Turn into drinks. Bananas, particularly ripe ones, make great blender drinks. Combine a banana, a peach or some berries, a few ounces of milk, a few ounces of fruit juice, and an ice cube, and blend for a delicious, healthy drink that is jam-packed with arthritis-friendly nutrients.
3. Sweet peppers. A single green pepper contains 176 percent of your daily needs for vitamin C — and colorful red and yellow varieties have more than double that amount. That makes them richer in C than citrus fruits, but sweet peppers are also excellent sources of vitamin B6 and folate.
Lock in nutrients. Store peppers in the refrigerator: The tough, waxy outer shell of bell peppers naturally protects nutrients from degrading due to exposure to oxygen, but you’ll boost the holding power of chemicals in the skin by keeping them cold.
Separate seeds. Whether cutting into crudités, tossing into salads, or stuffing whole, you’ll want to remove tough and bitter-tasting seeds. They’re easily cut when slicing, but when retaining an entire bell for stuffing, cut a circle around the stem at the top of the pepper, lift out the attached membranes, and scoop remaining seeds and membranes with a thick-handled spoon.
Jam them in the juicer. You might not think of peppers as juicer giants, but they can add zest to drinks made from other fruits and vegetables, such as carrots.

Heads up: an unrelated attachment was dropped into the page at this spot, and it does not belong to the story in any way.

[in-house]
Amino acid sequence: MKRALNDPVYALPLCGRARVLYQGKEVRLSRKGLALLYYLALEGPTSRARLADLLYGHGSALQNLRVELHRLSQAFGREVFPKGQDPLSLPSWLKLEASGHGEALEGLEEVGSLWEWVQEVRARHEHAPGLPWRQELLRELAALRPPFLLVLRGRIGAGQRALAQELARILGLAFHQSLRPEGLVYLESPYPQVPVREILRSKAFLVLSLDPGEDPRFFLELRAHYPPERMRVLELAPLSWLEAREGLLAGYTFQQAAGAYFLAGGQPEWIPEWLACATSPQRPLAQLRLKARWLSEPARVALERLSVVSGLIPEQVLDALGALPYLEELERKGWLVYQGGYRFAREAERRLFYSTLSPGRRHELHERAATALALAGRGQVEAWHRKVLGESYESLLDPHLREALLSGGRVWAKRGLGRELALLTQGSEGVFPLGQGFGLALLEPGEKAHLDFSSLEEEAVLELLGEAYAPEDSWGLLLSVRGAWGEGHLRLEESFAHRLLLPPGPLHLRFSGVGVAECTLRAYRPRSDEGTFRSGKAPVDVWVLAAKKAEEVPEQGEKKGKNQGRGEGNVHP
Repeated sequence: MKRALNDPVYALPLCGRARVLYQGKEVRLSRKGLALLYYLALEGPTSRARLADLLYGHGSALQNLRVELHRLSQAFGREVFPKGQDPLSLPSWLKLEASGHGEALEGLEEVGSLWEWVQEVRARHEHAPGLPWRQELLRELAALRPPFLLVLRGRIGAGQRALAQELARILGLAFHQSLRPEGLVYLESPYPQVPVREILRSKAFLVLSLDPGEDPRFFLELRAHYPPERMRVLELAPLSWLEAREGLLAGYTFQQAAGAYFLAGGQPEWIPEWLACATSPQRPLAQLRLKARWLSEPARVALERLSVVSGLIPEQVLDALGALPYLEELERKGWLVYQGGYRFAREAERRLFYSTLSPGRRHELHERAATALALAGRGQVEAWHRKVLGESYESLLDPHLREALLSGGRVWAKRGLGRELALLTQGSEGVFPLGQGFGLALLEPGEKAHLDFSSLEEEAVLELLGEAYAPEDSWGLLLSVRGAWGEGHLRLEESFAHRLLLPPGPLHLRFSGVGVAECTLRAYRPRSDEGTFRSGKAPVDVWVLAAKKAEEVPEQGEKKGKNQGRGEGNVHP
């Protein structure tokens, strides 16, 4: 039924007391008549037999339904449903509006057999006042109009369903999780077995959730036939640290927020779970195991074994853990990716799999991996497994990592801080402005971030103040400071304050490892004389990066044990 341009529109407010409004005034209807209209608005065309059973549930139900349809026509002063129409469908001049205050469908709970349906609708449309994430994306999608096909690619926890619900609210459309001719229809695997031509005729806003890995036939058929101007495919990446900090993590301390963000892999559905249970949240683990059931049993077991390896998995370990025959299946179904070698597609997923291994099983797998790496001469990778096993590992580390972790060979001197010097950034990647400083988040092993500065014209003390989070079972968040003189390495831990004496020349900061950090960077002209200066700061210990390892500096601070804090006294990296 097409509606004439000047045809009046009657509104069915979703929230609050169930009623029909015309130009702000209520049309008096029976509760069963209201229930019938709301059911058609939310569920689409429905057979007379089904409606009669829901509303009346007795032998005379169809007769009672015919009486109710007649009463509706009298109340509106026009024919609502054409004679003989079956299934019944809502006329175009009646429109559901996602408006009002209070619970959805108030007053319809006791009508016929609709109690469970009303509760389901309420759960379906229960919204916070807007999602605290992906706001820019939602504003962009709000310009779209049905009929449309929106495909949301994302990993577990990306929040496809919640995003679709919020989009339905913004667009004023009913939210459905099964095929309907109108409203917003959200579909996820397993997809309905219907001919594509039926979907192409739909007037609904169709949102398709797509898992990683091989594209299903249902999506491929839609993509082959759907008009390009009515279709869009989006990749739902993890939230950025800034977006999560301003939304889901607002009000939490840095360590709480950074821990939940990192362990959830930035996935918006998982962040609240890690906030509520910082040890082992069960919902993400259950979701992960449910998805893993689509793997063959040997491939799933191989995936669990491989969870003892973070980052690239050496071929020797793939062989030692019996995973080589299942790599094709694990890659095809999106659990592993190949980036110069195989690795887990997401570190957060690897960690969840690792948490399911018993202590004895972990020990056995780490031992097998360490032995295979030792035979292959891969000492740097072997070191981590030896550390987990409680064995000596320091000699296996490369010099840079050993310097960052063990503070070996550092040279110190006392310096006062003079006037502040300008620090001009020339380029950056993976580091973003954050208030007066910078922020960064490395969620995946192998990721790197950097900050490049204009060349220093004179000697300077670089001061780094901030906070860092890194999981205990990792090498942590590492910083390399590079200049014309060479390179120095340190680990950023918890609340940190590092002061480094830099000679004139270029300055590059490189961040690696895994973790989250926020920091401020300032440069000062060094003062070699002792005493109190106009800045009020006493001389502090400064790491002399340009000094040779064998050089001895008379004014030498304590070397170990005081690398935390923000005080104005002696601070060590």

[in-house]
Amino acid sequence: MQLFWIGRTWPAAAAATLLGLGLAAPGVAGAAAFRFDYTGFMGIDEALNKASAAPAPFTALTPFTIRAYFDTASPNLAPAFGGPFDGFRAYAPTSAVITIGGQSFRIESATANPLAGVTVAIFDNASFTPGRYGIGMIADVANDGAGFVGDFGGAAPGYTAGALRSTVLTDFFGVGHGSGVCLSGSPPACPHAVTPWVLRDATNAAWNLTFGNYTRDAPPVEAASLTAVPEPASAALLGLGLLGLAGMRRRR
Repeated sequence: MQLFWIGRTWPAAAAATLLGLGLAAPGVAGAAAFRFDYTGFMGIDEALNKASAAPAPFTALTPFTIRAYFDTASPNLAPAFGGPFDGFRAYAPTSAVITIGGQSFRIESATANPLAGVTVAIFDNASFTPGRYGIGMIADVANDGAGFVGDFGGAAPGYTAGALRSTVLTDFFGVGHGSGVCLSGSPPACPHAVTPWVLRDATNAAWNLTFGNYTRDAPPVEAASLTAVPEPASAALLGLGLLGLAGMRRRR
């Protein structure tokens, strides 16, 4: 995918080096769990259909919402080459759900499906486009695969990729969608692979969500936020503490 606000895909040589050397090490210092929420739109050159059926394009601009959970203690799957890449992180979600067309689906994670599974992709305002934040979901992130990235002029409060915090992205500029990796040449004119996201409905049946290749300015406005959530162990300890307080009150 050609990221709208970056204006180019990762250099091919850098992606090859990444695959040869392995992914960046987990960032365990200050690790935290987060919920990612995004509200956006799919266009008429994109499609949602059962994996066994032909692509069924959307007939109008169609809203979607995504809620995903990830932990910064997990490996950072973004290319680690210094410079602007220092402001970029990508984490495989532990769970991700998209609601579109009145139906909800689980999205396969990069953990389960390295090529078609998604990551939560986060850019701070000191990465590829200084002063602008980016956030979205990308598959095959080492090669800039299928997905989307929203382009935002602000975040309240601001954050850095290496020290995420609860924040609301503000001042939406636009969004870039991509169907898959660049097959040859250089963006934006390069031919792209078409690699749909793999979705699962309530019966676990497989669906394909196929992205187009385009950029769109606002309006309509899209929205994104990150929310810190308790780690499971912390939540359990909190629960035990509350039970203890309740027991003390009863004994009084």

Cook as a side dish. Tired of the same old vegetables at dinner? Slice a pepper or two and do a fast sauté in olive oil, adding a pinch of salt, pepper, and your favorite herb. The heat releases the sweetness, making sautéed peppers a wonderful counterpart to meats and starches.
4. Shrimp. Taste and convenience make shrimp the most popular shellfish around. But shrimp also deserves acclaim as one of the few major dietary sources of vitamin D, with three ounces providing 30 percent of the recommended daily amount — more than a cup of fortified milk. Shrimp also contains omega-3 fatty acids and vitamin C, along with other nutrients essential for general health, including iron and vitamin B12.
Select by senses. When buying fresh raw shrimp, look for flesh that’s moist, firm, and translucent, without spots or patches of blackness. Then put your nose to work: Shrimp should smell fresh and not give off an ammonia-like smell, which is a sign of deterioration. If you’re buying shrimp frozen, squeeze the package and listen: The crunch of ice crystals means the shrimp was probably partially thawed, then refrozen — a sign you should find another (less crunchy) package.
Eat or freeze. When you get shrimp home, rinse under cold water and store in the refrigerator for up to two days. If you plan to store beyond that, stick to frozen shrimp, which will keep in the freezer for up to six months.
Cook quickly. Overcooking makes shrimp tough, so it’s best to cook it fast, boiling in water until shells turn pink and flesh becomes opaque, stirring occasionally. Rinse under cold water and serve alone, as part of a seafood chowder, or chilled. Shrimp can also be broiled, grilled, or stir-fried.